Mother’s Day was coming up. The kindergarten teacher gave her pupils exact instructions for a sweet-smelling gift that could be placed in a dresser drawer. “Don’t let your mothers know what we’re making because it’s going to be a surprise,” she commanded. Each student was to bring an orange and a large box of whole cloves. But the surprise was on the teacher. The next morning one student showed up with his orange and a large box of old clothes.
Last summer I went to a distant town for the wedding of a cousin I see only once in a while. We arrived just in time, but after the long car ride my boys and I needed to stop at the restroom before heading into the sanctuary. It was a small restroom, and the stall was occupied. While we waited, my oldest son asked me about the relatives we’d already greeted. “Who was the guy with the kinda gray hair and the big smile?” he asked. “That’s my Uncle Andy,” I replied. “He’s your grandma’s brother.” “Yes, but who is he in the wedding?” Jacob insisted. “He’s the father of the bride,” I said. “Probably the third most important person here today.” “Who’s first?” Philip quizzed. “Well, the bride, of course—my cousin Theresa. The bride is always the most important person in a wedding. The second most important person would be her mom, Aunt Jane, ‘cause the mother of the bride always runs the show. And the father of the bride is the third most important person, ‘cause he’s the one who pays for the whole shindig.” Jacob wondered, “But what about the groom?” I responded cynically, “Oh, he’s a distant fourth—in most weddings he’s little more than a prop.” Just then the stall door opened and a handsome, if slightly nervous looking, young man in a tuxedo emerged. “Hi,” he said. “I don’t think we’ve met. I’m Joe, the groom.”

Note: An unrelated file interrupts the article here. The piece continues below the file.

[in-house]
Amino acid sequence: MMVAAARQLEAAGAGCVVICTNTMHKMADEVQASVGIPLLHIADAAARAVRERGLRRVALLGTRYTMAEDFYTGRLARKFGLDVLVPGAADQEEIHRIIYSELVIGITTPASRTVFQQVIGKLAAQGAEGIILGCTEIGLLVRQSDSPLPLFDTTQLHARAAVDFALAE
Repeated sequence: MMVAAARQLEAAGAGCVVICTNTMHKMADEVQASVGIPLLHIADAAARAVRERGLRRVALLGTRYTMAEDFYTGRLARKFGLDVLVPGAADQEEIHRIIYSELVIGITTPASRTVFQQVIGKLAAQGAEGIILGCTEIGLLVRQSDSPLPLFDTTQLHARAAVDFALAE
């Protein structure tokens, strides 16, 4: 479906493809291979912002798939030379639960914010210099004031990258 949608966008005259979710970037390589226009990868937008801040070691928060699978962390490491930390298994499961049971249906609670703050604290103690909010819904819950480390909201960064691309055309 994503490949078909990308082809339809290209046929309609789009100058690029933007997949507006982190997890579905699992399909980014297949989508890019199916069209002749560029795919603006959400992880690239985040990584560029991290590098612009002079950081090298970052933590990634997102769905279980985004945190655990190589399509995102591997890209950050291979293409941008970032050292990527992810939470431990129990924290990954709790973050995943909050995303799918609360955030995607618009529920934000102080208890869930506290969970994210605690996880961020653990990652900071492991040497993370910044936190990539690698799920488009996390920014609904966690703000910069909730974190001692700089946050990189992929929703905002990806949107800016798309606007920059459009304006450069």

Two guys were out fishing one day, an elder and a deacon. They weren’t catching anything, so they decided to move to another spot. All at once they were catching one fish after another. They decided to mark the spot so they could come back the next day. As the deacon rowed back to shore, the elder asked him if he had marked the spot. The deacon said, “Yes I did. I put an X on the side of the boat.” “You dummy!” the elder exclaimed. “What if we don’t get the same boat tomorrow?!”
A young preacher was asked by a funeral director to hold a graveside service for a man who died with no family or friends. The funeral was out in the country, and the young preacher got lost on the way. When he arrived an hour late, he saw a backhoe and crew. The workers were eating lunch, and the hearse was nowhere in sight. So the diligent pastor went to the open grave—where the vault lid was already in place—and poured out his heart, preaching an impassioned and rather lengthy message. He returned to his car, feeling that he had done his duty and rejoicing in a renewed sense of purpose and dedication in spite of his tardiness. As he got into his car, he overheard one of the workers say to another, “I haven’t seen anything like that in the 20 years I’ve been installing septic tanks.”
—George Vander Weit
A Sunday school teacher was delivering a station wagon full of kids home one day when a fire truck zoomed past. Sitting in the front seat of the truck was a Dalmatian. The children started discussing the dog’s duties. “They use him to keep crowds back,” said one youngster.
“No,” said another, “he’s just for good luck.”
A third child brought the argument to a close:
“They use the dog,” she said firmly, “to find the fire hydrant.”
—P.J. De Vries
The outreach committee has enlisted 25 members to make calls on people who are not afflicted with any church.
Don’t let worry kill you off—let the church help.
Eight new choir robes are currently needed, due to the addition of several new members and to the deterioration of some old ones.
The Spring Council Retreat will be hell May 10 and 11.